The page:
Dawn of the Jedi: Into the Void is not really my kind of Star Wars book. It’s very much not my era and while I’ve bought some of the Dawn of the Jedi comics, I haven’t actually read any of them yet. But you know? I tried it, and despite my long tendency to not get more than a chapter or two into most Star Wars books set before Return of the Jedi, I kept reading. And I actually enjoyed it.
The Dawn of the Jedi period – introduced in a a comic from John Ostrander and Jan Duursema – is set about 36,000 years before A New Hope, in the earliest days of the Jedi (here called Je’daii) before the Old Republic. Into the Void is actually my first encounter with it, and while some questions are certainly raised, I think it’s safe to say that one doesn’t to know anything about the comics to enjoy the book.
Some spoilers beneath the cut, but nothing major.
Ascension is the second to the last in the Fate of the Jedi series. It picks up where Conviction left off: the Jedi coup that brought down Chief of State Natasi Daala has left a large hole temporarily filled by Wynn Dorvan, Senator Haydnat Treen, and Saba Sebatyne. This triumvirate, an emergency leadership put in place during a rough transition of power, was not meant to last long. Encouraged by the revolutionary group Freedom Flight and the efforts of the peaceful rebel leader Rokari Kem of Qaas, planets across the galaxy are abolishing slavery and clamoring to join the Galactic Alliance. In the midst of political meetings discussing which planets are ready to join, political rivals seeking to take power for themselves begin making plans that could have large repercussions for these mostly non-human worlds.
We’re heading into the final stretch of the season for Star Wars: The Clone Wars, with the last two episodes of the Ahsoka arc coming this way in the next two Saturdays. ‘Sabotage’ put a terrorist attack on the Jedi Temple, with Ahsoka catching the culprit, but ‘The Jedi Who Knew Too Much’ now has Ahsoka on the run, framed for killing that suspect, and some clonetroopers I do a little reviewing and catch up on other reviews and news for The Clone Wars:
I’ve been struggling with how to approach this arc, and I guess I wasn’t the only one. When these four episodes premiered at Celebration VI, it looked as if Lucasfilm wasn’t sure what to do with them. Maybe the Powers That Be™ thought the story skewed a bit too young, maybe they were considering it for a possible spin-off series, maybe they just didn’t know if it was any good. Those are all guesses, I honestly have no idea. All I know for sure is this: I won’t review this arc. I can’t.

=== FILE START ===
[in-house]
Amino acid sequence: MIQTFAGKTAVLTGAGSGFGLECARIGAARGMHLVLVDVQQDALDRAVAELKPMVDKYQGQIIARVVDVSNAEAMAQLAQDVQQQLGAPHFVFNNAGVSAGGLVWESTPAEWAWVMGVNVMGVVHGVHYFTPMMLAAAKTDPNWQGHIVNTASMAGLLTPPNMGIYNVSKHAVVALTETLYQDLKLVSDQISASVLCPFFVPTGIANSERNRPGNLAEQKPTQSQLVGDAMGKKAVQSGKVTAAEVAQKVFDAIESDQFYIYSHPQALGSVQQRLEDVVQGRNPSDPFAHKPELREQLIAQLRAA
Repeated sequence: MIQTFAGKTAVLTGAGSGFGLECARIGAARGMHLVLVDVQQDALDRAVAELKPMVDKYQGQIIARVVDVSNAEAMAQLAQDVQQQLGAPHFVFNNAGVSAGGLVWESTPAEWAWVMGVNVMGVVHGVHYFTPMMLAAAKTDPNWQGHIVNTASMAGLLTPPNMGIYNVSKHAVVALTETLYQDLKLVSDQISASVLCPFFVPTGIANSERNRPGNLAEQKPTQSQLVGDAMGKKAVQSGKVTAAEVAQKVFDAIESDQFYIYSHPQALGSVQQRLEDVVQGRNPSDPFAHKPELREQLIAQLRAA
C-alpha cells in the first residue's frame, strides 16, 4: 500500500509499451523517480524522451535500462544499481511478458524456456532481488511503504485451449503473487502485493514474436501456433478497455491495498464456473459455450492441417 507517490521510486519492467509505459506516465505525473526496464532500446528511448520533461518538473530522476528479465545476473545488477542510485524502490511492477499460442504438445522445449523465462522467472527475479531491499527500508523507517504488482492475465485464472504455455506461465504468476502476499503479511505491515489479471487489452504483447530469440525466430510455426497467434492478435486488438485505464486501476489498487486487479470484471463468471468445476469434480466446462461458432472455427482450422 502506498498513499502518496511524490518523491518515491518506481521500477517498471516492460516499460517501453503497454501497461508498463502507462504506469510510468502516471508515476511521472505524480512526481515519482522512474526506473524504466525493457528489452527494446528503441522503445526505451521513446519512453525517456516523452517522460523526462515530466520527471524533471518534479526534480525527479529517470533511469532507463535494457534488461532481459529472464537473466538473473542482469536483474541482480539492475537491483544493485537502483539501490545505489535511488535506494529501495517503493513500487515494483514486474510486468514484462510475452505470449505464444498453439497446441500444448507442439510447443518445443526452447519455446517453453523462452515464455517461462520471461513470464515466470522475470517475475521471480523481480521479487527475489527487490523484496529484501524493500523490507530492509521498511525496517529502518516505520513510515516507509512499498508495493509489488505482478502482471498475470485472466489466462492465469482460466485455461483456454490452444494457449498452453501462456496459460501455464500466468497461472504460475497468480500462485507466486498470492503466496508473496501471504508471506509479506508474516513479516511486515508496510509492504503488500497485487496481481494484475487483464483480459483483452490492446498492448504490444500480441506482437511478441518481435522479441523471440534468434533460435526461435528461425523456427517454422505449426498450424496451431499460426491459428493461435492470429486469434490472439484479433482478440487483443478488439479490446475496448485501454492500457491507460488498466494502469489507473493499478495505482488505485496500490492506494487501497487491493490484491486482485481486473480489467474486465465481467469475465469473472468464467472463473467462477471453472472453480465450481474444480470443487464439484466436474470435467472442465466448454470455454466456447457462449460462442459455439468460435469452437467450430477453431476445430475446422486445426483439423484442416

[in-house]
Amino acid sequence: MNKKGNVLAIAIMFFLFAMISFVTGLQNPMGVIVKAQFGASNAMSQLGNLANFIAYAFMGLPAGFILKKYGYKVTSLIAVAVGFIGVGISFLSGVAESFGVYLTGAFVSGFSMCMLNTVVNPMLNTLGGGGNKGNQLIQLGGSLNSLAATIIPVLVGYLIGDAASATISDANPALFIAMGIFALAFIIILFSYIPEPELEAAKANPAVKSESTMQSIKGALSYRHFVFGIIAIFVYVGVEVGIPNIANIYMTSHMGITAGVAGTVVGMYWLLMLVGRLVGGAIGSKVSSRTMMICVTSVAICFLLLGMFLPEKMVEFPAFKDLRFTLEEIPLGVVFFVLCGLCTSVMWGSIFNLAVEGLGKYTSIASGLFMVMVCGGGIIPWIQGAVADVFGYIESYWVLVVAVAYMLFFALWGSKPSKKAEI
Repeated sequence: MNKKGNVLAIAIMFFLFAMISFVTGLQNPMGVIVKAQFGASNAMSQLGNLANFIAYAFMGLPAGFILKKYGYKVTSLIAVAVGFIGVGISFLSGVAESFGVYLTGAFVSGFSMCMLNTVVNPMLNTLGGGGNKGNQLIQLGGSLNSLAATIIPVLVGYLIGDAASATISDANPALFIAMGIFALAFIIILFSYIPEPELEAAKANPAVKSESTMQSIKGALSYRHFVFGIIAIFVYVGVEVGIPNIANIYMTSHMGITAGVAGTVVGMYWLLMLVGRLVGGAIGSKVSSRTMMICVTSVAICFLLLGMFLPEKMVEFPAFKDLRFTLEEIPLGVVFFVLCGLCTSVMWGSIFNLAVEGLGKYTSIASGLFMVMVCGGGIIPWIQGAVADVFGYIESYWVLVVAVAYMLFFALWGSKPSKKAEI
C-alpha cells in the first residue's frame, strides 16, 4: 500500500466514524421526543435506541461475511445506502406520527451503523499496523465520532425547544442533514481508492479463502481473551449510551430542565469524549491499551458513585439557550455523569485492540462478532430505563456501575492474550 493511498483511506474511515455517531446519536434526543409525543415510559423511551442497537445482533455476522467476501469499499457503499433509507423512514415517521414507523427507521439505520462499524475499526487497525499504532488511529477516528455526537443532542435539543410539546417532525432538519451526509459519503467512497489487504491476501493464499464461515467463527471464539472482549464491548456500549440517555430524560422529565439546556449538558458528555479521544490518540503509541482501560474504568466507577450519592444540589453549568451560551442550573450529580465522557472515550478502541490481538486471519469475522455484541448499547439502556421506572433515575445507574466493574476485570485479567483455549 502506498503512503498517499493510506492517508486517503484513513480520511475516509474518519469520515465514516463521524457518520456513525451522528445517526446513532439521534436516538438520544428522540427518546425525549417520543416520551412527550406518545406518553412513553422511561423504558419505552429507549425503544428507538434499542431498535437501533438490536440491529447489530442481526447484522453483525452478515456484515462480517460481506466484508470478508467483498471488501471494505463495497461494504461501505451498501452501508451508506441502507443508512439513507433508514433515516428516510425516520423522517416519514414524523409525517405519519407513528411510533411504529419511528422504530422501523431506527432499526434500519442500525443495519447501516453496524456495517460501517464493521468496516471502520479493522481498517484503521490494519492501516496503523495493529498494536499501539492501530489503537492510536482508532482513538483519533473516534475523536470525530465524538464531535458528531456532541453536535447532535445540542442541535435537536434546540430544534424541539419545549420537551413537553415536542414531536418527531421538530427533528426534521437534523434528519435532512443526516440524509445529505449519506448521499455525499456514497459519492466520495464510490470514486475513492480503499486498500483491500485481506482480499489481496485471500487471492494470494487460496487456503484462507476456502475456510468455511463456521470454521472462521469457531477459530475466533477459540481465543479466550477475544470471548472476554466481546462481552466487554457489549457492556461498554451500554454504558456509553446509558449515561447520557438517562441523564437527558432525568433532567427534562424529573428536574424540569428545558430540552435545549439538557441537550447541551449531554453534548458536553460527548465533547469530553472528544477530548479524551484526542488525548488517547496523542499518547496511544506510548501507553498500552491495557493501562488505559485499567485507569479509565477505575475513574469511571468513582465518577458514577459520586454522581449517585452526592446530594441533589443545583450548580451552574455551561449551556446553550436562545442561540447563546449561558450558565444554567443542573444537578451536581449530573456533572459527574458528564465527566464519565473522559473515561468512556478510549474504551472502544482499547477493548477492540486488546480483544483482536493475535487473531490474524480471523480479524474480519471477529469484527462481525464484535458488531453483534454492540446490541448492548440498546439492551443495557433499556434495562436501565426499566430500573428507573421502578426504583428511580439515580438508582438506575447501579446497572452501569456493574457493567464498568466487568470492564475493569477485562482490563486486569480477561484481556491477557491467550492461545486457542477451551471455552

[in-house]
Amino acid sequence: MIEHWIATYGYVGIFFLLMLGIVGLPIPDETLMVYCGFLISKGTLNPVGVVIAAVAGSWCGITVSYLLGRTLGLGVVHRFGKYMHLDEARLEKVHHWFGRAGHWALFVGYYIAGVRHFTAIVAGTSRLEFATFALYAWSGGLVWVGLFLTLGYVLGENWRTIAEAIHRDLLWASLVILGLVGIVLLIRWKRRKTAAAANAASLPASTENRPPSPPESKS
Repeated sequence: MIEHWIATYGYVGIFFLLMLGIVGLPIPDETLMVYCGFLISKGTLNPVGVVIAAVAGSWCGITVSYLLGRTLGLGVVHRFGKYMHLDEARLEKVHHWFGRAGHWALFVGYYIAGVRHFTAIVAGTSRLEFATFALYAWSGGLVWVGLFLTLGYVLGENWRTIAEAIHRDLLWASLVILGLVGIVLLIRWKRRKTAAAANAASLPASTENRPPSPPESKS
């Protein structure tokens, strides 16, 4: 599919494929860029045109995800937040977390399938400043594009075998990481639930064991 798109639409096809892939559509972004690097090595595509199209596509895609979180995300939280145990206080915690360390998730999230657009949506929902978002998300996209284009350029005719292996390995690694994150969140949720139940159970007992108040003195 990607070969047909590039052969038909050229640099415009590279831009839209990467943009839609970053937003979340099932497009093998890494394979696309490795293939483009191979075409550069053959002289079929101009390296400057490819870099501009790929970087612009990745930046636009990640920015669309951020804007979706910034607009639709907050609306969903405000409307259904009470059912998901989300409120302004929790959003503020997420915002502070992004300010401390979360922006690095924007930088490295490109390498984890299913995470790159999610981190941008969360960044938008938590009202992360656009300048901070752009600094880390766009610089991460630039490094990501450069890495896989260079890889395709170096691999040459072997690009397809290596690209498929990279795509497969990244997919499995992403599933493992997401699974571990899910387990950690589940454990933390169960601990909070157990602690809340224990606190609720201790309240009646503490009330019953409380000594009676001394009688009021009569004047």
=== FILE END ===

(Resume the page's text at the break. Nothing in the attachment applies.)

Here’s why. If you haven’t seen this arc, it’d be a crime to ruin any of it for you. This is the flat-out best work this show has ever done. The characterizations are smart and layered, the action is breathtaking, the emotions are earned, the gags are funny, the pacing is superb, the casting is brilliant and the voicework in general is a joy to hear. In short, each and every creative decision is terrific. Even characters who should be tired by now feel fresh and surprising. So instead of a review, consider this a challenge: if you don’t watch The Clone Wars, take my word for it and check out these four episodes. I’ll burn you a DVD if you can’t find them on your own! This show keeps managing to top its own high-standards, and this storyline really illustrates just how far the series has come.
One of the weird realizations about The Big Announcement is that if they’re going to make Episodes VII through IX, there’s no reason they won’t make Episodes X through XII as well. And if you find the idea of endless Star Wars movies a bit jarring, well, you’re not alone. But the truth is, we’ve already seen new Star Wars movies, because that’s what The Clone Wars has become: a series of longer-form stories, told over several installments. Yes, there are some standalone episodes throw in (and they’re almost always terrific), but it seems like these mini-movies are now the dominant mode. And that can be good. And that can be bad.